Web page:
Covid-19 and hunger: between a rock and a hard place
Uncertainties about emergency relief, inconsistent information, delays in payments, denial of rights and the fear of catching Covid-19 are just a few of the problems now faced by the poor in Brazil
The drama of access to emergency relief has been unfolding for over a month, amidst a tragic pandemic haunting humanity which has imposed changes in behavioral, cultural and social habits worldwide. Even so, the government of Jair Bolsonaro seems oblivious to any sense of emergency, serious danger or unforeseen tipping points that demand immediate action.
Even in this context of a public health crisis along with economic collapse and the degeneration of “democracy” since the parliamentary coup of 2016, no steps have been taken by the federal government to reduce inequalities, such as income distribution, job security guarantees, lower interest rates for workers, stronger public health, education or social-security policies, much less the taxation of large fortunes. Quite the contrary. We are witnessing necropolitics, a death State, targeting the most impoverished whose disposable communities are utterly vulnerable.
In a timid and limited action, the president initially offered an emergency monthly relief handout of only R$ 200 – less than US$ 40! – entirely detached from the practical reality of people’s lives. Although inflation in the country was 0.07% in March 2020 (official IPCA Price Index), the lowest rate ever since 1994, poor people can still not afford food or health protection against the pandemic. Despite the lower overall inflation rate, food and beverage prices rose 1.13% compared to February (0.11%), as more meals were served at home and supply has run short of demand at street fairs and markets. The Inter-Union Department of Statistics and Socioeconomic Studies (DIEESE) reports that from March 1-18, the price of the basic food basket rose in 15 of the 17 capital cities surveyed. In short, in all states the average price of the basic food basket rose from R$ 371 to R$ 492.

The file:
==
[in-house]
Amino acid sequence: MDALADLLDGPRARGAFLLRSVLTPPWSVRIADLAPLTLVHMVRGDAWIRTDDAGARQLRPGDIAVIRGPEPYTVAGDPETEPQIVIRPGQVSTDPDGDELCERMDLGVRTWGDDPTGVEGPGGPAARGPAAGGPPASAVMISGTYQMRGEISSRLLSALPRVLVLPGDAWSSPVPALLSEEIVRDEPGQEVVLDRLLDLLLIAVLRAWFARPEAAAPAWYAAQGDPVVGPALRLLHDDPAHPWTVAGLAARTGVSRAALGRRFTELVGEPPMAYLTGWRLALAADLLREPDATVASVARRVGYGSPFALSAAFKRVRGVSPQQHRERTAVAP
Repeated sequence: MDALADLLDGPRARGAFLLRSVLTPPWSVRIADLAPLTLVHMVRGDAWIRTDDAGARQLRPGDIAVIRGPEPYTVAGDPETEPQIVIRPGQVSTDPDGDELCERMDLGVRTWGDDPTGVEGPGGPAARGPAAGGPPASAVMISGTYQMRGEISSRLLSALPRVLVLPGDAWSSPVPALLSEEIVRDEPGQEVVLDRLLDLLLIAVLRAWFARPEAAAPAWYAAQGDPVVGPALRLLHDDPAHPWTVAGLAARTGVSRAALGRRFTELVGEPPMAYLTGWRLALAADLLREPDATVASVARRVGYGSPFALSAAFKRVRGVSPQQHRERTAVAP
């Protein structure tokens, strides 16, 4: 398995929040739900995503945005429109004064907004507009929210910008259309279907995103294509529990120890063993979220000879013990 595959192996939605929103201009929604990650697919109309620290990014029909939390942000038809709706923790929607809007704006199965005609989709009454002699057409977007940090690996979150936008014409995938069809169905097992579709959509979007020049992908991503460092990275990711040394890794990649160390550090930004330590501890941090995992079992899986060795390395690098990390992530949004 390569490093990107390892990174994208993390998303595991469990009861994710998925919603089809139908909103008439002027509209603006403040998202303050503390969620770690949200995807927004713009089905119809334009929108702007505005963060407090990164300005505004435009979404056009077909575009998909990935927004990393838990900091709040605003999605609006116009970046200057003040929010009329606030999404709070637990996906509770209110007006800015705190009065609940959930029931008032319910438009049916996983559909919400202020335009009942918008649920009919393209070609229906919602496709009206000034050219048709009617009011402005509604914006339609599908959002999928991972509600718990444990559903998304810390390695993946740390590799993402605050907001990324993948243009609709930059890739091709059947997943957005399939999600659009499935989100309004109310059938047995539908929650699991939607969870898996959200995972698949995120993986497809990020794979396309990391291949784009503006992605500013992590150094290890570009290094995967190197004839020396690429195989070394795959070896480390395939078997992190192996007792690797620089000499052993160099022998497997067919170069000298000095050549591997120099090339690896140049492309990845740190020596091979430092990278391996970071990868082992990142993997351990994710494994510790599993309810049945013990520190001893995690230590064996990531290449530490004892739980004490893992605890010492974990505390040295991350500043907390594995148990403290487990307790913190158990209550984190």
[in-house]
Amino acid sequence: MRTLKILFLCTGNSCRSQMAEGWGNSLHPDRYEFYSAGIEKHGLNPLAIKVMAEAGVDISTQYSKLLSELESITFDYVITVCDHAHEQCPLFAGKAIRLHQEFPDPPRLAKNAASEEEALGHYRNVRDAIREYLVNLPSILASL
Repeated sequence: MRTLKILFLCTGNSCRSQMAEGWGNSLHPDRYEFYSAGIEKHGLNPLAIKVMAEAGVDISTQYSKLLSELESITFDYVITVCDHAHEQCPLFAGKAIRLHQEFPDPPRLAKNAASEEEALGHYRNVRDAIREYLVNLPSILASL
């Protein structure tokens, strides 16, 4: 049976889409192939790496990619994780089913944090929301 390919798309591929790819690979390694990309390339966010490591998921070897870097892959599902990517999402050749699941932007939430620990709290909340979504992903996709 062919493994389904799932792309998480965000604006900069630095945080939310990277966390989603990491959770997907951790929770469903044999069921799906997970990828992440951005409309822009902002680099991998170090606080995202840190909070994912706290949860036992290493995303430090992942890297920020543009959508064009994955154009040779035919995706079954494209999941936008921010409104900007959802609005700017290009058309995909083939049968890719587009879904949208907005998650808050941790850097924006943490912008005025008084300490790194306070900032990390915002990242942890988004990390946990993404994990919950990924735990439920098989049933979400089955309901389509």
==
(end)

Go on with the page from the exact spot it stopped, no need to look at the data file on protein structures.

These figures expose the government’s utter disregard for the emergency, since R$ 200 will not feed a family anywhere in the country. While at a press conference called on March 24 to deal with one more of the government’s political crises, the President of Brazil arrogantly brandished his “R$ 24,000-a-year petty cash allowance with no receipts required,” millions of Brazilians were anxiously awaiting their emergency relief checks to buy food, pay bills and stay alive in this sea of inequality, injustice and uncertainty.
Nonetheless, the national emergency relief bill approved by Congress, as a result of understandings with left-wing legislators and strong public pressure from civil society organizations and social movements, hiked that monthly payment to R$ 600. The delay from the bill’s approval, reluctantly signed into law by the Bolsonaro and his economic team, to the actual payment of the relief, however, has been an excruciatingly long process for the population. The whole application process has featured a plethora of missing or mis-information on formats and deadlines for payments, in addition to the awkward software provided to file for relief and access digital bank accounts opened by the official “Caixa Econômica” federal bank.
On April 23, the Ministry of Citizenship released R$ 1.2 billion as “supplementary credit,” authorized in a special edition of the Official Gazette, as the first installment of emergency relief, which began to be deposited in beneficiaries’ accounts on May 2. The advance on the second installment, though, was postponed shortly after it had been widely publicized by officials. This is not surprising, since the government often tells one story in the morning, unravels it throughout the day and by night it has never existed.
The government’s sluggishness and bureaucratic snags suggest a deliberate strategy to release funds drop by drop. We demand accountability and clarity from the Federal Government in its handling of these resources. We defend the adoption and the right to a universal citizen’s income and the inclusion of sectors such as family farm workers, quilombolas, artisanal fisherwomen, informal workers and other groups. It is also urgent and necessary to levy taxes on large fortunes.
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